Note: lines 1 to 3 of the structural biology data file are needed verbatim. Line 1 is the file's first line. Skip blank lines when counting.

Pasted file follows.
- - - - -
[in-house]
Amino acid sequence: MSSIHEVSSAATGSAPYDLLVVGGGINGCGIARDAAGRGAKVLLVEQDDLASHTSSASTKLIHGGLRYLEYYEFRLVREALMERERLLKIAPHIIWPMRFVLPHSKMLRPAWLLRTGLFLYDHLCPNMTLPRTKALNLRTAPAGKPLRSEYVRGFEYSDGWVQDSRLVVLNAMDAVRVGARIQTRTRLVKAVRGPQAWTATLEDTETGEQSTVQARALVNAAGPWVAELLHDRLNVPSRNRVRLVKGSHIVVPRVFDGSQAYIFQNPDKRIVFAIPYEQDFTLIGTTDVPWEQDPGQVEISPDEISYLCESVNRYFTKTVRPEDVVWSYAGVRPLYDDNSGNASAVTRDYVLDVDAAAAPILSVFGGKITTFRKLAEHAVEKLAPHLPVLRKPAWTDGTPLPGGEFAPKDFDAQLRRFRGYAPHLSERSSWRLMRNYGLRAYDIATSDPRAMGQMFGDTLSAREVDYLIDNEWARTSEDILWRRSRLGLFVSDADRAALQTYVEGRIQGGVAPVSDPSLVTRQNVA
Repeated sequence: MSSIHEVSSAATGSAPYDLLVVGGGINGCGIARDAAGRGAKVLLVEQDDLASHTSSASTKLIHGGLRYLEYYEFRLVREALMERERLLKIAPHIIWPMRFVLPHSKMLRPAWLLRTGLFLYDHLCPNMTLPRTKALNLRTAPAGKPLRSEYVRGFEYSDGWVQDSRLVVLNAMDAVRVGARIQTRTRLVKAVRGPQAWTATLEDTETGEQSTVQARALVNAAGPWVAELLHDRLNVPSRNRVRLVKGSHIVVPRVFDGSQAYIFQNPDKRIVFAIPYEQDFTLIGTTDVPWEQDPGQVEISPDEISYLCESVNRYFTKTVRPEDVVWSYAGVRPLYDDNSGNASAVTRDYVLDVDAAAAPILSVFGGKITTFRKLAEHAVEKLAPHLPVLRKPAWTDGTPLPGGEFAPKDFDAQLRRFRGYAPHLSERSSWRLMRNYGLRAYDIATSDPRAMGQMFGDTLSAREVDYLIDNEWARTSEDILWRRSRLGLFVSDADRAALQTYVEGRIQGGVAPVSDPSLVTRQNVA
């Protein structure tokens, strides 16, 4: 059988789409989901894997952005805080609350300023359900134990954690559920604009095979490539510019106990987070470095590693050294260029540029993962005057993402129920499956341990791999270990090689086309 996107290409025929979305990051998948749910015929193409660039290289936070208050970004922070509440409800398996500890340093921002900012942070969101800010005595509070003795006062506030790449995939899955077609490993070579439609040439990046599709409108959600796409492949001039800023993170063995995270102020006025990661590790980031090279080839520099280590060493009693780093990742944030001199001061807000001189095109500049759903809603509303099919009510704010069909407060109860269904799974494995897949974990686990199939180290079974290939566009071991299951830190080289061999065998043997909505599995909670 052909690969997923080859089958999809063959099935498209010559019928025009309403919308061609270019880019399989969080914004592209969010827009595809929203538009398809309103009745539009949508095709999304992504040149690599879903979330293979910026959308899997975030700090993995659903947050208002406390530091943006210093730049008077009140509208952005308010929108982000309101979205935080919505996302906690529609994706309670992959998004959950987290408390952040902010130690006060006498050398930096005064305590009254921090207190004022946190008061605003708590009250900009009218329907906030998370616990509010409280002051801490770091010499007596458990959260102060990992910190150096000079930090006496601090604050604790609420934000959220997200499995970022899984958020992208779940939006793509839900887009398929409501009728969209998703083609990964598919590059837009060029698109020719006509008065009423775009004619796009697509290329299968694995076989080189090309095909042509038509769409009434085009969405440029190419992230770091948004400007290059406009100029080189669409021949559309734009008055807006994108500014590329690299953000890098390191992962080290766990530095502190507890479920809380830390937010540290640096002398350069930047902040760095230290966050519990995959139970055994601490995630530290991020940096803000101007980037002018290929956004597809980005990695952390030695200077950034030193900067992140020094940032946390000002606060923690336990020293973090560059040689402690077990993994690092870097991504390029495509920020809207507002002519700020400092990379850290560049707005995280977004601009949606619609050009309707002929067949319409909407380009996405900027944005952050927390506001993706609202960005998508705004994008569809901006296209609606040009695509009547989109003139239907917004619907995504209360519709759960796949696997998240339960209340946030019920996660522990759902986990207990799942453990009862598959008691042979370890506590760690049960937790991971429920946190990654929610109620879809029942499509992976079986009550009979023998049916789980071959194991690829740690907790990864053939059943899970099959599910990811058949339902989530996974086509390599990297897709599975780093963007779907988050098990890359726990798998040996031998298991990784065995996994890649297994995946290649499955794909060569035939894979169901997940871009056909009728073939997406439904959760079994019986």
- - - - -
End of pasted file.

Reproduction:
[in-house]
Amino acid sequence: MSSIHEVSSAATGSAPYDLLVVGGGINGCGIARDAAGRGAKVLLVEQDDLASHTSSASTKLIHGGLRYLEYYEFRLVREALMERERLLKIAPHIIWPMRFVLPHSKMLRPAWLLRTGLFLYDHLCPNMTLPRTKALNLRTAPAGKPLRSEYVRGFEYSDGWVQDSRLVVLNAMDAVRVGARIQTRTRLVKAVRGPQAWTATLEDTETGEQSTVQARALVNAAGPWVAELLHDRLNVPSRNRVRLVKGSHIVVPRVFDGSQAYIFQNPDKRIVFAIPYEQDFTLIGTTDVPWEQDPGQVEISPDEISYLCESVNRYFTKTVRPEDVVWSYAGVRPLYDDNSGNASAVTRDYVLDVDAAAAPILSVFGGKITTFRKLAEHAVEKLAPHLPVLRKPAWTDGTPLPGGEFAPKDFDAQLRRFRGYAPHLSERSSWRLMRNYGLRAYDIATSDPRAMGQMFGDTLSAREVDYLIDNEWARTSEDILWRRSRLGLFVSDADRAALQTYVEGRIQGGVAPVSDPSLVTRQNVA
Repeated sequence: MSSIHEVSSAATGSAPYDLLVVGGGINGCGIARDAAGRGAKVLLVEQDDLASHTSSASTKLIHGGLRYLEYYEFRLVREALMERERLLKIAPHIIWPMRFVLPHSKMLRPAWLLRTGLFLYDHLCPNMTLPRTKALNLRTAPAGKPLRSEYVRGFEYSDGWVQDSRLVVLNAMDAVRVGARIQTRTRLVKAVRGPQAWTATLEDTETGEQSTVQARALVNAAGPWVAELLHDRLNVPSRNRVRLVKGSHIVVPRVFDGSQAYIFQNPDKRIVFAIPYEQDFTLIGTTDVPWEQDPGQVEISPDEISYLCESVNRYFTKTVRPEDVVWSYAGVRPLYDDNSGNASAVTRDYVLDVDAAAAPILSVFGGKITTFRKLAEHAVEKLAPHLPVLRKPAWTDGTPLPGGEFAPKDFDAQLRRFRGYAPHLSERSSWRLMRNYGLRAYDIATSDPRAMGQMFGDTLSAREVDYLIDNEWARTSEDILWRRSRLGLFVSDADRAALQTYVEGRIQGGVAPVSDPSLVTRQNVA